By Cynthia McFadden, Anna Schecter, Lisa Cavazuti and Rich Schapiro
The former operator of a Florida spa named in a prostitution investigation is speaking out for the first time to rebut reports that she sold access to President Donald Trump.
In an interview with NBC News, Li "Cindy" Yang said she believes she's facing allegations of being a Chinese agent solely because of her ethnicity and political leanings.
"I'm Chinese. I'm Republican," Yang said. "That's the reason the Democrats want to check me."
Yang added that over her roughly 20 years living in the U.S. she has never had any contact with members of the Chinese government.
"I love Americans. I love our president. I don't do anything wrong," she said.
Yang spoke out two days after top Democrats released a letter calling on the FBI to launch counterintelligence and criminal investigations into the Florida-based businesswoman whose ties to Trump emerged earlier this month.
Yang came under scrutiny after New England Patriots owner Robert Kraft was charged in late February with soliciting a prostitute at the Orchids of Asia Day Spa in Jupiter. Kraft has denied the charges.
Yang sold the business years ago but attracted attention after she posted a selfie showing her with President Trump at a Super Bowl party at the Trump International golf resort in Florida.
The Democrats requested the FBI investigation after her company, GY Investments, was described in media reports as offering wealthy Chinese clients the opportunity to get close to the president for a price.
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''Although Ms. Yang's activities may only be those of an unscrupulous actor allegedly selling access to politicians for profit, her activities also could permit adversary governments or their agents access to these same politicians to acquire potential material for blackmail or other even more nefarious purposes,'' Democrats on the House and Senate intelligence and judiciary committees wrote in the letter, dated March 15.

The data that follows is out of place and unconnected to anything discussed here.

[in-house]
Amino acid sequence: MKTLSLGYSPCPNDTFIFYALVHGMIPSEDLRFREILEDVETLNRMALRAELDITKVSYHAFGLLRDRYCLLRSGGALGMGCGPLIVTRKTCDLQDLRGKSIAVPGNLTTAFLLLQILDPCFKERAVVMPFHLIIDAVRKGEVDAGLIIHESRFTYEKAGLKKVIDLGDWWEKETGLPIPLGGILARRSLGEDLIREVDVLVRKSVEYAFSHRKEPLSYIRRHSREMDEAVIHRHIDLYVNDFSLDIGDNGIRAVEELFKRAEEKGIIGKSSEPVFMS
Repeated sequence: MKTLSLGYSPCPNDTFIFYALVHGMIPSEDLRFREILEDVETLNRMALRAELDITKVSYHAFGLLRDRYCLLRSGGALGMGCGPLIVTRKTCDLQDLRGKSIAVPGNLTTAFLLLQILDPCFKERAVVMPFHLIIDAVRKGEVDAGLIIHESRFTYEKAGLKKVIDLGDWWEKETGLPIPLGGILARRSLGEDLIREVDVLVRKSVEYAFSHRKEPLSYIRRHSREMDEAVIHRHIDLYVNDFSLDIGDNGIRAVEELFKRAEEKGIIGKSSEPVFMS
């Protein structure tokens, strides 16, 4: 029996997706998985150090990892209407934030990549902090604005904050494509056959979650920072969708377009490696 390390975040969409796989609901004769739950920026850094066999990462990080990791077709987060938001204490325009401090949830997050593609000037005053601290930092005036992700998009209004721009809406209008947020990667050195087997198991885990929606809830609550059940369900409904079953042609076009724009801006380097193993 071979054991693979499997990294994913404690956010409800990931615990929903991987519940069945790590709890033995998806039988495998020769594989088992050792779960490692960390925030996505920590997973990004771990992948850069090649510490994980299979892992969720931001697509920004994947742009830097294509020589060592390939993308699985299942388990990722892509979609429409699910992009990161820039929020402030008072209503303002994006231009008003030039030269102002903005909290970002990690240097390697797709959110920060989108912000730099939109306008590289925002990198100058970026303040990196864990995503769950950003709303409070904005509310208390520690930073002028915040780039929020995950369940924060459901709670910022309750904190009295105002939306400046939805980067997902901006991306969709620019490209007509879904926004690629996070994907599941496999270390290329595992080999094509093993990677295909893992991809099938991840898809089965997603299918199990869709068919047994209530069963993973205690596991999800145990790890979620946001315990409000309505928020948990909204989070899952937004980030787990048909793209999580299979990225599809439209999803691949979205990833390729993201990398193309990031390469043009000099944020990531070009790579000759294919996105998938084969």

The FBI declined to comment on the letter and said it "can neither confirm or deny whether we are conducting particular investigations."
Yang said she sold her spa business roughly seven years ago and no longer has anything to do with the salon that's now at the center of a human trafficking investigation.
"I sold to her in 2012 or 2013," Yang said. "How they do their business has nothing to do with me."
Yang insisted that no prostitution ever took place at her facilities when she was still operating them.
"Nobody in my place do that," she said. "We never have police report. We never have any problems. Nothing."
Frank Figliuzzi, a former FBI assistant director for counterintelligence and NBC News/MSNBC analyst, said a person like Yang, a Chinese immigrant who enjoyed hobnobbing with prominent Republicans, would have almost certainly garnered the attention of Chinese intelligence services.
"She enjoyed proximity to power and she even started a business offering to get you next to powerful people, politicians, even President Trump himself," Figliuzzi said.
"In itself that would have been the target of the Chinese intelligence services, who could have fed people without her even knowing it into that pipeline of her business, and got them access and then taken it from there without her even knowing what they were doing."
But Yang dismissed the allegations that she could be an unwitting agent of the Chinese government. She said she has attended events at Mar-a-Lago and elsewhere to be social and to give to charity.
"Nothing to do with politics, just like business networking," she said.
She said she has donated thousands of dollars to Trump because she supports his policies, especially his tax plan.
"Reduce the tax. That would help us a lot," she said.
And Yang said she she took a selfie with Trump to promote herself and her business — not him.
"For my website," she said. "...I only see the President in events. They even don't know my name."
The media attention has turned her life upside down, Yang said. She said she's lost 15 pounds in recent weeks and has struggled to sleep and eat. "I'm so scared," she said.
Yang said she arrived in the U.S. in 1999 and has since gained her American citizenship. Asked how she chose the name Cindy, Yang offered an unexpected answer.
"Because I like Cindy Crawford," she said.
Cynthia McFadden is the senior legal and investigative correspondent for NBC News.
Anna Schecter is a producer for the NBC News Investigations Unit.
Lisa Cavazuti is an associate producer for the NBC News Investigative Unit.
Rich Schapiro is a reporter for the NBC News Investigative Unit.